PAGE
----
Don't overlook the injury to Paul Martin in Pittsburgh
The Penguins found out on Saturday that they will be without Paul Martin for six weeks. That's a potentially big loss for the team on defense.
PITTSBURGH -- Everything was happening in Pittsburgh on Saturday afternoon.
Jarome Iginla arrived and surprisingly made his debut with his new team. The Penguins beat the Islanders to extend their winning streak to 15 games thanks to huge efforts from Matt Cooke and Tomas Vokoun, the latter recording his second straight shutout. Sidney Crosby was taken to a hospital for oral surgery after he lost a few teeth when he was hit in the mouth by a puck off the stick of Brooks Orpik. Chris Kunitz, the NHL's third-leading scorer, could be facing the long arm of the "Shanaban" after he was ejected for hitting Josh Bailey from behind into the boards late in the second period.
Given all of that madness, it would be easy to overlook the other big piece of information that broke before the Penguins' 2-0 win. News that could put the Penguins in the market for, if you can believe it, yet another pre-deadline addition.
Coach Dan Bylsma announced that defenseman Paul Martin will undergo surgery on Sunday and could miss up to six weeks after suffering a broken bone (he did not specify which bone) during Thursday's victory over Winnipeg. It's a huge injury and, given the current makeup of the roster, one that should not be overlooked.
It might even be a bigger deal than the addition of Iginla.
When this winning streak started a month ago, the Penguins' defense was a major question mark and concern. And for good reason. They were near the bottom of the NHL in goals against, didn't have much depth beyond their top four and even gave up 17 goals during the first four games of the streak (they've given up only nine over the past 11 games).
But with the Penguins already playing without Kris Letang, the loss of Martin is a big blow to their depth. If the six-week timeline is accurate, that could keep him out of the lineup through the first round of the playoffs. That's a big deal.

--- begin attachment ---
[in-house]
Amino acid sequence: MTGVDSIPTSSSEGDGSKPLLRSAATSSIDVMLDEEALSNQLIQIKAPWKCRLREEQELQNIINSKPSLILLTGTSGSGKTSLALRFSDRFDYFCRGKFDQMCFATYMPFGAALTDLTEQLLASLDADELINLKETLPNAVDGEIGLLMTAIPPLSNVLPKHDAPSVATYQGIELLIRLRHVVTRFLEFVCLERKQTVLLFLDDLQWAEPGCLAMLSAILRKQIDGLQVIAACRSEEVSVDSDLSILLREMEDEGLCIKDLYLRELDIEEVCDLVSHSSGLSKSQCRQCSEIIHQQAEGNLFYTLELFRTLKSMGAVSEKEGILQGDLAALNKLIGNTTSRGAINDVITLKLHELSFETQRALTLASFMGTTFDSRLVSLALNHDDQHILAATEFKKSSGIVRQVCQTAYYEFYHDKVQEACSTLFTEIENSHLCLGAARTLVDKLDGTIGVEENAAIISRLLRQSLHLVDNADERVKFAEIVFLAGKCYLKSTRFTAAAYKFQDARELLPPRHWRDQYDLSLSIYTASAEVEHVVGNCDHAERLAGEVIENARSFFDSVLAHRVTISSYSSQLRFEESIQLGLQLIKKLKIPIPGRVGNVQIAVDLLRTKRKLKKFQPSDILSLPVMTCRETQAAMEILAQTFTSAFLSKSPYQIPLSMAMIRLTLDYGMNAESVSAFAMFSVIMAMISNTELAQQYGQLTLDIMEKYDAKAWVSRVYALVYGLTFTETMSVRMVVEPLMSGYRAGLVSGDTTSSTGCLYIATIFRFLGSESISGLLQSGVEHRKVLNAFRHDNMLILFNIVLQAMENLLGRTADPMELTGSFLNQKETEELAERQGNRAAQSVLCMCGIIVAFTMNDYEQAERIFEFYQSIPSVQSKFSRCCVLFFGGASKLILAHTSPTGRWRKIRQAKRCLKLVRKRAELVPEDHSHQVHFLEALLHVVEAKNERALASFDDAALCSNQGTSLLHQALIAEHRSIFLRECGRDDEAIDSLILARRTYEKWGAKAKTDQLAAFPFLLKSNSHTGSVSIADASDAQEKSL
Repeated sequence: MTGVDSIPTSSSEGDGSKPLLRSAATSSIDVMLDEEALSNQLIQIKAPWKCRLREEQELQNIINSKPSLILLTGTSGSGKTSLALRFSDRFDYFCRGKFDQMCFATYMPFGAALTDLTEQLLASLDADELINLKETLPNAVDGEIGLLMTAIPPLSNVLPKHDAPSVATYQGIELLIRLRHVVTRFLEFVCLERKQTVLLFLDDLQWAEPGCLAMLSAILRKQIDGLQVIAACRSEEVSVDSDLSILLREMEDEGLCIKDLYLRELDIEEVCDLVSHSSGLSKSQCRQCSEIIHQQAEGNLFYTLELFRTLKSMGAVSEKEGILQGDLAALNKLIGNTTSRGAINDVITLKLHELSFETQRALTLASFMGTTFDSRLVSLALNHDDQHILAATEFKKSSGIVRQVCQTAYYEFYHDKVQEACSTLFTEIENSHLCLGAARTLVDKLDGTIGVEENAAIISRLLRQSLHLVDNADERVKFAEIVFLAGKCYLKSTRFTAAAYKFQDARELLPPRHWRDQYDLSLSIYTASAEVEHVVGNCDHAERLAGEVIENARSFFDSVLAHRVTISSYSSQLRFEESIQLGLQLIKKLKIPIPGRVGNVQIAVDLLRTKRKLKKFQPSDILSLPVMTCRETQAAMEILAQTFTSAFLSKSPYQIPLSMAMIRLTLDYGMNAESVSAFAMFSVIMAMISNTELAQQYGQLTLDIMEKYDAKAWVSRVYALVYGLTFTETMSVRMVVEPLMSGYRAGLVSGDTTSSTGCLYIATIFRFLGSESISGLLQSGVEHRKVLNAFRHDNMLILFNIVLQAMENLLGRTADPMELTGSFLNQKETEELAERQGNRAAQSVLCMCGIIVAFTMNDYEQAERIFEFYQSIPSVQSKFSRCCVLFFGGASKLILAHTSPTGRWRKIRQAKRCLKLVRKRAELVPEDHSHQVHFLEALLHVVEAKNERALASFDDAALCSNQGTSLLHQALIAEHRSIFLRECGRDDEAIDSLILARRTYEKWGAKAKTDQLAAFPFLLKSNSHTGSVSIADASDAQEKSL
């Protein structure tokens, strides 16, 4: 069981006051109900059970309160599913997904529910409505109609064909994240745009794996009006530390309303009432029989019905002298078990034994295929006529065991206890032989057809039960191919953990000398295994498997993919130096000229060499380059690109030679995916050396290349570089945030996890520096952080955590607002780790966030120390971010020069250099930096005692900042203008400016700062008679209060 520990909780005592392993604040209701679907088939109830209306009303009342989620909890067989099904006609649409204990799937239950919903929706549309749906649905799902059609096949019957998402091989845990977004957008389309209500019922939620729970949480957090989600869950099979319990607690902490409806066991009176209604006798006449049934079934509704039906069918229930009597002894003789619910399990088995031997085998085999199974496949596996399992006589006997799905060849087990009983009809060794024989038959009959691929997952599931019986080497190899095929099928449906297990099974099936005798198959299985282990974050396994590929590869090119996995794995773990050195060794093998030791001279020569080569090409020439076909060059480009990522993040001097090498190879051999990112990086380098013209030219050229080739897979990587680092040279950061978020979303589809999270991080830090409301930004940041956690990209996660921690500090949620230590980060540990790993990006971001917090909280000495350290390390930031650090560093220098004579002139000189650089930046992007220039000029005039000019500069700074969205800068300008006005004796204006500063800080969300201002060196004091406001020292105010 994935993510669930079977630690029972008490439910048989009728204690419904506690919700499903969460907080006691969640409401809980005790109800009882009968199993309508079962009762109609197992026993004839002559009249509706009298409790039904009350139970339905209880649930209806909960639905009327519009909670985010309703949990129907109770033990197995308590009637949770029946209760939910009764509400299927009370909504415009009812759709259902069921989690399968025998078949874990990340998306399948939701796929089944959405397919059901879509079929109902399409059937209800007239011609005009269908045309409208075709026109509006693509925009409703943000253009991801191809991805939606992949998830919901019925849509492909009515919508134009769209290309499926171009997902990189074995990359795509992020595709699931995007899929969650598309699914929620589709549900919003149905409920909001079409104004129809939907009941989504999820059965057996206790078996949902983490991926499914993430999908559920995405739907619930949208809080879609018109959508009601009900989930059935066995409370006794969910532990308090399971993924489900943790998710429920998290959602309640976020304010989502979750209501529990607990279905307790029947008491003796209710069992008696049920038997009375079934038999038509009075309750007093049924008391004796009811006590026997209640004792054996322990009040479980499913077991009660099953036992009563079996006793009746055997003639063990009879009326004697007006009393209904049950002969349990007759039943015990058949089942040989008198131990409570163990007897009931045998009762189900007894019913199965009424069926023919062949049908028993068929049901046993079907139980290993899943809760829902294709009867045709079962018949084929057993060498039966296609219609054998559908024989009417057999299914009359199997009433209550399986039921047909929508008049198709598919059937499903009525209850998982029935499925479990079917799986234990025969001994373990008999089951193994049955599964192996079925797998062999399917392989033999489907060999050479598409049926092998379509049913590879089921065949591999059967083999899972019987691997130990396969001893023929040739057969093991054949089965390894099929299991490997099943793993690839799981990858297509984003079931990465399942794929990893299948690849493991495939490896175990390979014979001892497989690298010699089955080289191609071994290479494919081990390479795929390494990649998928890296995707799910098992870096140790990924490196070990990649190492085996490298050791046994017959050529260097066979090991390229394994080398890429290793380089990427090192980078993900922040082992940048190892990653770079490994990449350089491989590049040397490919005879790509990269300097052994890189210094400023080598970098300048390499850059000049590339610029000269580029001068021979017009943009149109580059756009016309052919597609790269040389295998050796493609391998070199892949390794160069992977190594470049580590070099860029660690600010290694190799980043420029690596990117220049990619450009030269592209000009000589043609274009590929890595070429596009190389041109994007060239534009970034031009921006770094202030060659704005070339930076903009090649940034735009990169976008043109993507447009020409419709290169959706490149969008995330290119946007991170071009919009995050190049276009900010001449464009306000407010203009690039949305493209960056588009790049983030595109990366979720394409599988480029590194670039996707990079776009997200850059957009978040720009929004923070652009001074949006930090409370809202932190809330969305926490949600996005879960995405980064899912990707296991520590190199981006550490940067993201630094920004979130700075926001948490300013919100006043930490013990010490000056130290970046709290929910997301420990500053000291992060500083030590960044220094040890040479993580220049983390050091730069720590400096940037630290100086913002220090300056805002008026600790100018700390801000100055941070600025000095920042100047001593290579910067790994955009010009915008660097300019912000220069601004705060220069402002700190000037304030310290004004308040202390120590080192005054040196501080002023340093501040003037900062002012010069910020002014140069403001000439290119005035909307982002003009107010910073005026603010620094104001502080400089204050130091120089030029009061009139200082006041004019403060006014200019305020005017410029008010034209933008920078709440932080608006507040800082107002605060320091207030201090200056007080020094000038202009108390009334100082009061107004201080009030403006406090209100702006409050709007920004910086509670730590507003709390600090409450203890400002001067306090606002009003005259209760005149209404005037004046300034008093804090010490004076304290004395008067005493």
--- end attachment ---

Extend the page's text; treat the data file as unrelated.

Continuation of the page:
Martin drew a ton of criticism last season for his play (though, I don't think he was anywhere near as bad as his critics led you to believe) but has come back this year to be a rock on the Penguins' blue line. He plays 25 minutes a night and has been a vital part of their power play and penalty kill. His game doesn't generate a lot of attention because he doesn't usually put up huge point totals (though, he is one of the leading scorers among defensemen this season) or dish out big hits, the type of things that get defensemen on highlight reels. But his greatest asset is the ability to get the puck in the defensive zone and make the smart plays to get the puck up ice and out of danger.
He has been one of the constants on the Penguins' blue line this season and, along with Orpik, has formed their top shutdown pairing. But with Martin and Letang out of the lineup for the time being, it takes a lot of puck-moving ability off their defense. That was evident at different points throughout the game on Saturday. It would be easy to look at a third straight shutout and ignore that aspect of the game, but a lot of that success on the scoreboard on Saturday was due to stellar goaltending from Vokoun.
One of the big changes for the Penguins over the past month when it comes to their success defensively has been their puck management and the way that they've been able to protect the puck. Early in the year, they had stretches of sloppy play in which they were prone to turnovers and didn't always make the smart play with the puck leading to odd-man rushes and scoring chances the other way. They've eliminated a lot of that lately. But with no Martin and Letang, it will put a ton of pressure on Matt Niskanen and rookie Simon Despres to take on that roll, and that's a potentially large drop.
It was obvious early in the third period, when Niskanen attempted to make an ill-advised cross-ice pass to Despres. That was easily picked off by the Islanders' Michael Grabner, who then took off up ice for a breakaway. Fortunately for the Penguins, Vokoun was up to the task, as he was for the entire game.
The rest of the defense at this point is made up of Orpik, Deryk Engelland, Douglas Murray and Mark Eaton, and none of those guys at this point in their careers has the abiliy to break out of the zone and start the play the way Martin does. It not only effects the team defensively but offensively as well. After all, you can't score if you can't effictively and efficiently get out of the defensive zone.
It also puts the spotlight back on general manager Ray Shero to see if he has yet another move up his sleeve, or if he's willing to just roll with what he has on the blue line until his two injured defensemen return. The Penguins, even after their recent pre-deadline shopping spree, can add up to $15 million in cap hits to their roster as of Saturday afternoon. That seems pretty absurd given how much they added over the past week.
The Penguins are the highest scoring team in the NHL this season by a wide margin. They had plenty of offense before they went out and acquired Iginla. He was a luxury addition to the lineup, and it would have been possible for them to win and go on a deep run without him.
But they need guys like Martin and Letang.
Even though the Penguins are one of the favorites to win the Stanley Cup, a lot of things can very easily stop them from going on a long postseason.
A hot opposing goaltender in the playoffs (or a cold streak by their goaltender) is one of those things.
Injuries and a shorthanded defense are another.
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